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New studies give strong boost to binary-star formation theory

Clues support the idea that double-star systems form when a disk of gas and dust whirling around one young star fragments, forming another new star in orbit with the first.
RELATED TOPICS: DOUBLE STARS | STARS | STAR FORMATION
Binary star formation from nrao
Binary star formation through disk fragmentation starts (left) with a young star surrounded by a rotating disk of gas and dust. The disk fragments under its own gravity, with a second star forming within the disk (center), surrounded by its own disk. At right, the two stars form an orbiting pair. (100 Astronomical Units [AU] is roughly the diameter of our solar system.)
Bill Saxton, NRAO/AUI/NSF
Using the new capabilities of the upgraded Karl G. Jansky Very Large Array (VLA), scientists have discovered previously unseen binary companions to a pair of very young protostars. The discovery gives strong support for one of the competing explanations for how double-star systems form.

Astronomers know that about half of all Sun-like stars are members of double- or multiple-star systems, but have debated over how such systems are formed.

“The only way to resolve the debate is to observe very young stellar systems and catch them in the act of formation,” said John Tobin of the National Radio Astronomy Observatory (NRAO) in Socorro, New Mexico. “That’s what we’ve done with the stars we observed, and we got valuable new clues from them.”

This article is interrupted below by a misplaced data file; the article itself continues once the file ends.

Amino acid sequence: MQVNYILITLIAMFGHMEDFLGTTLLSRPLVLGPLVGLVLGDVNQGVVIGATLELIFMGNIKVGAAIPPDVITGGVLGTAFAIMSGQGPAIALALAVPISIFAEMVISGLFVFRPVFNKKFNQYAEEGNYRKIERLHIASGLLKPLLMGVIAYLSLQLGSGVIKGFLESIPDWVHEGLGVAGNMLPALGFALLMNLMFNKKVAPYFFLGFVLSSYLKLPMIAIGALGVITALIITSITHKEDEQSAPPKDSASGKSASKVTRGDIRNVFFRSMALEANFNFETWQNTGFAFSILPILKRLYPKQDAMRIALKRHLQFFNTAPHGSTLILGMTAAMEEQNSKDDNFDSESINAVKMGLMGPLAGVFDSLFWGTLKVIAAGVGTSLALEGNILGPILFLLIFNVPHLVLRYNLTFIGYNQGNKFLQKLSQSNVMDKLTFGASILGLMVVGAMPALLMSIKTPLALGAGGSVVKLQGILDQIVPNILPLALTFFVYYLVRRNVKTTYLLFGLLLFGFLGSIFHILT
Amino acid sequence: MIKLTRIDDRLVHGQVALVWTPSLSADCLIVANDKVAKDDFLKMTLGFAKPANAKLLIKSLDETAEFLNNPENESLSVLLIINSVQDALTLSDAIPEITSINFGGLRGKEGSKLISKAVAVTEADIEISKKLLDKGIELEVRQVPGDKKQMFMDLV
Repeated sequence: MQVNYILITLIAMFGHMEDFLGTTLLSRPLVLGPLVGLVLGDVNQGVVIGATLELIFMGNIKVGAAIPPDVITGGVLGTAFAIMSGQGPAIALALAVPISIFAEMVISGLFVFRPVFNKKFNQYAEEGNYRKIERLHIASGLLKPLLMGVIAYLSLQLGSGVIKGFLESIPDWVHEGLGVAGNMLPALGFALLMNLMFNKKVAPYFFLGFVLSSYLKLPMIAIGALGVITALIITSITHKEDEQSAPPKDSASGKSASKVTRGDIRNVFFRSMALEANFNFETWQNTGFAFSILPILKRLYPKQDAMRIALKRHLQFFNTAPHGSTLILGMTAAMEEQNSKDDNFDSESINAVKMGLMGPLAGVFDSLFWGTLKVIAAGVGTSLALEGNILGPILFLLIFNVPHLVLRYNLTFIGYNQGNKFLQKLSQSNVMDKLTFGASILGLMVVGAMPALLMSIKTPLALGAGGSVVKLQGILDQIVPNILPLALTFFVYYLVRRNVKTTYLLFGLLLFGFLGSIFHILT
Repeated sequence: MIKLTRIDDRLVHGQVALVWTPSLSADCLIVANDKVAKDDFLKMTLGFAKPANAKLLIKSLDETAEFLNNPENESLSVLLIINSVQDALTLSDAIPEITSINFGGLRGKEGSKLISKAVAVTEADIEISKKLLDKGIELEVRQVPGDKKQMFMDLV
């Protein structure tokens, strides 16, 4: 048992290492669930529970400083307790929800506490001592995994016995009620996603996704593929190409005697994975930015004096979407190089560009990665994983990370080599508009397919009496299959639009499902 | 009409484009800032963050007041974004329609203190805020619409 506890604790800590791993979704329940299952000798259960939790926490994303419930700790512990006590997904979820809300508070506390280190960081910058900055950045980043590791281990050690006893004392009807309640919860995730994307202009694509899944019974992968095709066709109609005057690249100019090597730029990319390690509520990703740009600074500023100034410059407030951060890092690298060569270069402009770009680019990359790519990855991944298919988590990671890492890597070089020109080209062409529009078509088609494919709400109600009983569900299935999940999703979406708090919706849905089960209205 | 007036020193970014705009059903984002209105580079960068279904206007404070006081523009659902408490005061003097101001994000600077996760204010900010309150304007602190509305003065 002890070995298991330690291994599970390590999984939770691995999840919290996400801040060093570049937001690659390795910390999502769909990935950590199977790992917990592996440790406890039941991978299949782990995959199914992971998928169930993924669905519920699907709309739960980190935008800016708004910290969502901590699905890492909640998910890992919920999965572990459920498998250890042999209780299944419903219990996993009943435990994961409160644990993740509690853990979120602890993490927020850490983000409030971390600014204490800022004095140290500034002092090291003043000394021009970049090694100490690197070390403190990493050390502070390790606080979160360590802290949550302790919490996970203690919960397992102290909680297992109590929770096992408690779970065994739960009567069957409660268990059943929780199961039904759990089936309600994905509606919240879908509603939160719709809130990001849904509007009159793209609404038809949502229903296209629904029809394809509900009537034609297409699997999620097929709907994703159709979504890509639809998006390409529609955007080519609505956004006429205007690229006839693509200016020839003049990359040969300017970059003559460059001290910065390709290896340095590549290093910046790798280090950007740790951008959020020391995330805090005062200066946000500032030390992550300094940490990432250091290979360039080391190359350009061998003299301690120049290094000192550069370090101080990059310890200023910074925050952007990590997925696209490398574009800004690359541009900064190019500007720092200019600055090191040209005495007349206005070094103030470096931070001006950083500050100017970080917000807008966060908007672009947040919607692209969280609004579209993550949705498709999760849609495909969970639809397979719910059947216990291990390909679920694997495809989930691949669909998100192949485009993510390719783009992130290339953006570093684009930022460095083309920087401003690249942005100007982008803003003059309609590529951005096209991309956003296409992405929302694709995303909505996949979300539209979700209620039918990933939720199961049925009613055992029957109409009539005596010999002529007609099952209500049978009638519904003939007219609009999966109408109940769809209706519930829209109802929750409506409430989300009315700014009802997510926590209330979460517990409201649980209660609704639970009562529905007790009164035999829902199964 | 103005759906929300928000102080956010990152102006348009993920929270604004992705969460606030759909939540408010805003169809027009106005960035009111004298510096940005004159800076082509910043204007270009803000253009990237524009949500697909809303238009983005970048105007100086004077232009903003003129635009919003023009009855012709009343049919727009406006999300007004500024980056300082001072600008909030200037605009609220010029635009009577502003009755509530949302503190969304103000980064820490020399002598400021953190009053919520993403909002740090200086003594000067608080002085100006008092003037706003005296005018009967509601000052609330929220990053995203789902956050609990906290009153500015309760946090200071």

Their new clues support the idea that double-star systems form when a disk of gas and dust whirling around one young star fragments, forming another new star in orbit with the first. Young stars that still are gathering matter from their surroundings form such disks along with jetlike outflows that rapidly propel material in narrow beams perpendicular to the disk.

When Tobin and an international team of astronomers studied gas-enshrouded young stars roughly 1,000 light-years from Earth, they found that two had previously unseen companions in the plane where their disks would be expected, perpendicular to the direction of the outflows from the systems. One of the systems also clearly had a disk surrounding both young stars.

“This fits the theoretical model of companions forming from fragmentation in the disk,” Tobin said. “This configuration would not be required by alternative explanations.”

The new observations add to a growing body of evidence supporting the disk-fragmentation idea. In 2006, a different VLA observing team found an orbiting pair of young stars, each of which was surrounded by a disk of material. The two disks they found were aligned with each other in the same plane. Last year, Tobin and his colleagues found a large circumstellar disk forming around a protostar in the initial phases of star formation. This showed that disks are present early in the star formation process, a necessity for binary pairs to form through disk fragmentation.

“Our new findings, combined with the earlier data, make disk fragmentation the strongest explanation for how close multiple-star systems are formed,” said Leslie Looney of NRAO.

“The increased sensitivity of the VLA, produced by a decadelong upgrade project completed in 2012, made the new discovery possible,” said Claire Chandler of NRAO.

The new capability was particularly valuable at the VLA’s highest frequency band from 40 to 50 GHz, where dust in the disks surrounding young stars emits radio waves. The astronomers observed the young stars during 2012 with the VLA and with the Combined Array for Research in Millimeter-wave Astronomy in California.
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